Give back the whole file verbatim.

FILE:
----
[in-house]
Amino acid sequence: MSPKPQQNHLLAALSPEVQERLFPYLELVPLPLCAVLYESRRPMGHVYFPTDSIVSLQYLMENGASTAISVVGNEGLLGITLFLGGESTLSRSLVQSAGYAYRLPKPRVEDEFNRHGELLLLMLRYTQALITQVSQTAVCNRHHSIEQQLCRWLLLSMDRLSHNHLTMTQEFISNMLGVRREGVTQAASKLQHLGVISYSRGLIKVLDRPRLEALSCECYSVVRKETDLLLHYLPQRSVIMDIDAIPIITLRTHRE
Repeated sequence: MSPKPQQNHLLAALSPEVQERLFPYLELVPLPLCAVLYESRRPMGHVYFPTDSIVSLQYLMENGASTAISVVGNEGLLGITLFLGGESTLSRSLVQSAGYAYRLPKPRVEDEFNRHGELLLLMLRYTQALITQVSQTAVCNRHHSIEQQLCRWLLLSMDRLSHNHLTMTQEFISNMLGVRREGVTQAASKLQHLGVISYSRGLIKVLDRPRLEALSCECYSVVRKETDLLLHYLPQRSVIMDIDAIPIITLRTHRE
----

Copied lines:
[in-house]
Amino acid sequence: MSPKPQQNHLLAALSPEVQERLFPYLELVPLPLCAVLYESRRPMGHVYFPTDSIVSLQYLMENGASTAISVVGNEGLLGITLFLGGESTLSRSLVQSAGYAYRLPKPRVEDEFNRHGELLLLMLRYTQALITQVSQTAVCNRHHSIEQQLCRWLLLSMDRLSHNHLTMTQEFISNMLGVRREGVTQAASKLQHLGVISYSRGLIKVLDRPRLEALSCECYSVVRKETDLLLHYLPQRSVIMDIDAIPIITLRTHRE
Repeated sequence: MSPKPQQNHLLAALSPEVQERLFPYLELVPLPLCAVLYESRRPMGHVYFPTDSIVSLQYLMENGASTAISVVGNEGLLGITLFLGGESTLSRSLVQSAGYAYRLPKPRVEDEFNRHGELLLLMLRYTQALITQVSQTAVCNRHHSIEQQLCRWLLLSMDRLSHNHLTMTQEFISNMLGVRREGVTQAASKLQHLGVISYSRGLIKVLDRPRLEALSCECYSVVRKETDLLLHYLPQRSVIMDIDAIPIITLRTHRE